I was fourteen and my brother seven when my parents hid the television in the attic linen closet and told us that it was broken. It remained at the “repair shop” for two years, which speaks to our gullibility and to our parents’ belief in the power of storytelling. For it was then that my father adopted the tradition established by his father, and began reading aloud to the family in the evening.
He started with his own childhood favorite, Arthur Ransome’s SWALLOWS AND AMAZONS, which is about four English kids (one of them my brother’s age) who spend their summers sailing and camping without adult supervision. Sophisticated, yet immediate, the 12-book series is ideal family listening. Such is my affection for them that I’ve twice listened to the entire canon in audiobook form. Gareth Armstrong’s narration can be found at www.audible.co.uk and Alison Larkin’s at www.audible.com.
Next came a totally different take on independent children in CHARLIE AND THE CHOCOLATE FACTORY, Roald Dahl’s celebration of honesty over avarice, plus some nice disgusting bits. My brother channeled Charlie, and my mother leaned over my father’s shoulder to voice the mom. I was unnerved by the fates of the greedy kids, but Douglas Hodge’s Earphones Award-winning performance has since quelled my angst, and I listen with children and adults as often as I can.
After England, we were off to the rainforest of West Cameroon with Gerald Durrell on his first collecting trip for a British zoo. Not nominally a children’s book, but full of adventure and Monty Pythonesque escapades, THE OVERLOADED ARK and its sequels are excellent listening-together books as long as you’re willing to pause and discuss. Zoos rightfully do not do as much wild-collecting as they did when these books were written. Yet despite the era, Durrell cared about the animals and appreciated local culture. Even though Nigel Davenport doesn’t narrate while hooting hysterically as my father did, I heartily recommend his performances. (You’ll just have to imagine my mother in the background calling, Stop, stop! You’re making my stomach hurt from laughing.)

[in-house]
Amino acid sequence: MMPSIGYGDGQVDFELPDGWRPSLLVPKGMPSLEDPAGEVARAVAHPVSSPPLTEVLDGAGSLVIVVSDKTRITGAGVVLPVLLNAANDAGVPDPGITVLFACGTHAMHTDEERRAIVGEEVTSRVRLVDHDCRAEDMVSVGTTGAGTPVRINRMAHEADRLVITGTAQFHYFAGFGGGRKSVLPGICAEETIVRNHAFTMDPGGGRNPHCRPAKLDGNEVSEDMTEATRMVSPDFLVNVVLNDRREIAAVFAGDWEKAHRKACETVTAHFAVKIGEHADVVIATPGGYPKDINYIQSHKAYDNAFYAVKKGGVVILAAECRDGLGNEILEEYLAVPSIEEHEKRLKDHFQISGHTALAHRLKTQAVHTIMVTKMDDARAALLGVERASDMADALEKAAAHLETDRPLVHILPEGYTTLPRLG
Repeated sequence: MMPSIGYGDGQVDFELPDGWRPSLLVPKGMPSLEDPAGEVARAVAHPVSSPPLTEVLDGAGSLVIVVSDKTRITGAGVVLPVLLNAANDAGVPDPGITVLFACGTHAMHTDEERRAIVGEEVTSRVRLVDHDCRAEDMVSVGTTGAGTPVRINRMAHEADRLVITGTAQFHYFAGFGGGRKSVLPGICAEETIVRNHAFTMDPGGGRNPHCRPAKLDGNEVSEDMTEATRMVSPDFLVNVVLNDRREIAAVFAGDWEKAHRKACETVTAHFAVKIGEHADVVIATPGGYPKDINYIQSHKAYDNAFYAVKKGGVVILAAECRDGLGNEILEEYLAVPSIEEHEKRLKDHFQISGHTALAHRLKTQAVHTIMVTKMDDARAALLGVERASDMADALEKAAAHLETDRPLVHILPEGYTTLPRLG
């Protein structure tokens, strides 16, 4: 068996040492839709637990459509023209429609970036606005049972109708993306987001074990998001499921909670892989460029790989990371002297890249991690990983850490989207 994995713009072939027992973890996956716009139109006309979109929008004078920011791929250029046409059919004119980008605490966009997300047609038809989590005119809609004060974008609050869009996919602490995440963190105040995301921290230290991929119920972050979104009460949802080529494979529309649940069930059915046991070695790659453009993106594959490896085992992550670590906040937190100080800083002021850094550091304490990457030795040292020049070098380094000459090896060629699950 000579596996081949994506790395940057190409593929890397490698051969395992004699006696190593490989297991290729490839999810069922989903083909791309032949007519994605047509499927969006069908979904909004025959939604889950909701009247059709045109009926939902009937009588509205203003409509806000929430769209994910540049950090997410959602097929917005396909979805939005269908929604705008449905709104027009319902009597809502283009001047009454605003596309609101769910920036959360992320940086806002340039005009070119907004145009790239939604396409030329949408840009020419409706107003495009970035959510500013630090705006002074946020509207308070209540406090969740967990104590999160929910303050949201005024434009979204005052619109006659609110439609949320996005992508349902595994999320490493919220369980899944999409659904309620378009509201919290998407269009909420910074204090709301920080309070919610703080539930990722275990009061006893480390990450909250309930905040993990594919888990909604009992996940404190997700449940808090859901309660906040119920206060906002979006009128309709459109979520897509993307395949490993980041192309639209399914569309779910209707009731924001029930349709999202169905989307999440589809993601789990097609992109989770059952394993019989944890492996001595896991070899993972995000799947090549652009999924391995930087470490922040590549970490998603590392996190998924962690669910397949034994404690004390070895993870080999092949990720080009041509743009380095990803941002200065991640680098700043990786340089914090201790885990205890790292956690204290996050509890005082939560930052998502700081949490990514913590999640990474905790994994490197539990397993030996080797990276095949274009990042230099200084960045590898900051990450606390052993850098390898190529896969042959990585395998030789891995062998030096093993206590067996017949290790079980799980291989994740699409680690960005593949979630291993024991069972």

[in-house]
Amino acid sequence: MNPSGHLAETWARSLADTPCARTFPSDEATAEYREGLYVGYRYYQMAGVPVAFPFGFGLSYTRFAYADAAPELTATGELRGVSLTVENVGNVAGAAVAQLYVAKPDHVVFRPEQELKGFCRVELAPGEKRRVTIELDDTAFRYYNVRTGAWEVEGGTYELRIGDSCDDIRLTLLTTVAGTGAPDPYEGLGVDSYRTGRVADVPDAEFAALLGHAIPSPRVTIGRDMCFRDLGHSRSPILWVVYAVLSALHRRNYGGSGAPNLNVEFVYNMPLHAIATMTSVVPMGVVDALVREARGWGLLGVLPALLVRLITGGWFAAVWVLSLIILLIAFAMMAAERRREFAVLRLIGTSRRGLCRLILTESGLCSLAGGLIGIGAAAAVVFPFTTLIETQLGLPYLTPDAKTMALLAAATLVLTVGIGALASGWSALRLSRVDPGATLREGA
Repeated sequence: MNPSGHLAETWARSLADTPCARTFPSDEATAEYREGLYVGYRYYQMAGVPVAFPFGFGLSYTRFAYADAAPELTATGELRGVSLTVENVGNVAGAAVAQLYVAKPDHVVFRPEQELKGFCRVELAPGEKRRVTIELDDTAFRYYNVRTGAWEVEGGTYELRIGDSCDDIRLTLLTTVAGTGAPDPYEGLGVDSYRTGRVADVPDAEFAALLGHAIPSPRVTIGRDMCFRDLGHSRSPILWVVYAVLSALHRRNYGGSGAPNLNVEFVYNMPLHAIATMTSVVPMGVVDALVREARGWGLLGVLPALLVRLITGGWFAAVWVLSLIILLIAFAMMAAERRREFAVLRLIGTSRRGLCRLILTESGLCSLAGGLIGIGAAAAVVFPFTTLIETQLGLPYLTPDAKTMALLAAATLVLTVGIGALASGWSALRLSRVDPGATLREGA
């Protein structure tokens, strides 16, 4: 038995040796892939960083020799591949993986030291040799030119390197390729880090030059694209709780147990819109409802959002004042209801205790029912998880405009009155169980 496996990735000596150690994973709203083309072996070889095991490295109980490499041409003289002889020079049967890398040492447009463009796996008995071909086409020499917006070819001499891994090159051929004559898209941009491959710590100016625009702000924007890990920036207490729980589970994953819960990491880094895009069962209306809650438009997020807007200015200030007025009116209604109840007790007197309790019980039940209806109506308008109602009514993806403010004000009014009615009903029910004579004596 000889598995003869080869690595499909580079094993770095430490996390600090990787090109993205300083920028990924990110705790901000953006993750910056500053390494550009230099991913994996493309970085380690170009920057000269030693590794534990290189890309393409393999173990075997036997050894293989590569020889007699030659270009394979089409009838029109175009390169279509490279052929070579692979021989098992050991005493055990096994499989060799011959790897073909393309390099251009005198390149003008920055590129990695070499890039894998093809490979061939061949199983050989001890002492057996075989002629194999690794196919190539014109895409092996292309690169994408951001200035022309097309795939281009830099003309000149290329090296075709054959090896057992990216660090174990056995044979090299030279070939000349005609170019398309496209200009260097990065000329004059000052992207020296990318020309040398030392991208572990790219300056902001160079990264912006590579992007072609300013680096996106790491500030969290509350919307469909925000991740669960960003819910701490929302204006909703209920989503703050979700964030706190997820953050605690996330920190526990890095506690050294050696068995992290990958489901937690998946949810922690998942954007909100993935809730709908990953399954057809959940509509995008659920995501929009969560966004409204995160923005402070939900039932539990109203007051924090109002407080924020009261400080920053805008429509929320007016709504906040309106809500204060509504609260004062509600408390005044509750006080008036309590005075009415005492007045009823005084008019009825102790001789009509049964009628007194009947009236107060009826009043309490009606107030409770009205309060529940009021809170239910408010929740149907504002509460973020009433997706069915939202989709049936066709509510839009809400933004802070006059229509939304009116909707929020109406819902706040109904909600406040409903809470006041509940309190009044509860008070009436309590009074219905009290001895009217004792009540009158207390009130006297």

We returned to England after Africa, coming late to the iconic WIND IN THE WILLOWS. As much an adult philosophical novel as a children’s book, it pleased everyone. Visualize us, if you will, piled onto my parents’ king-sized bed of an evening as my father takes a sip of coffee – or beer – clears his throat, and begins, “The Mole had been working very hard all the morning.” Years later, on a weekend when we all could be home, I gave Ralph Cosham’s ineffable audio performance to my parents. My mother made tea, my brother poured ginger beer, and my father pushed play. We smiled as we listened, and we cried a bit, grateful for the shared years of laughter and discussion that reading aloud had given us.
My brother and I have maintained the tradition, which now includes listening to audiobooks with our extended families. Some favorite Earphones Award winners include Daniel Pinkwater’s performance of his own LOOKING FOR BOBOWICZ, which is short, funny, dramatic, and filled with kids being real. BLITZED by Robert Swindells, read by Christian Rodska, about a modern 10-year-old’s sudden slip into London’s Blitz, meant a lot to a grandfather-grandson listening duo. Ali Standish’s THE ETHAN I WAS BEFORE, read by Kirby Heyborne, allowed us to learn that all is not lost when terrible things occur. And recently, the children in Laurel Snyder’s wondrous ORPHAN ISLAND, performed by Kim Mai Guest, mesmerized old and young listeners alike.
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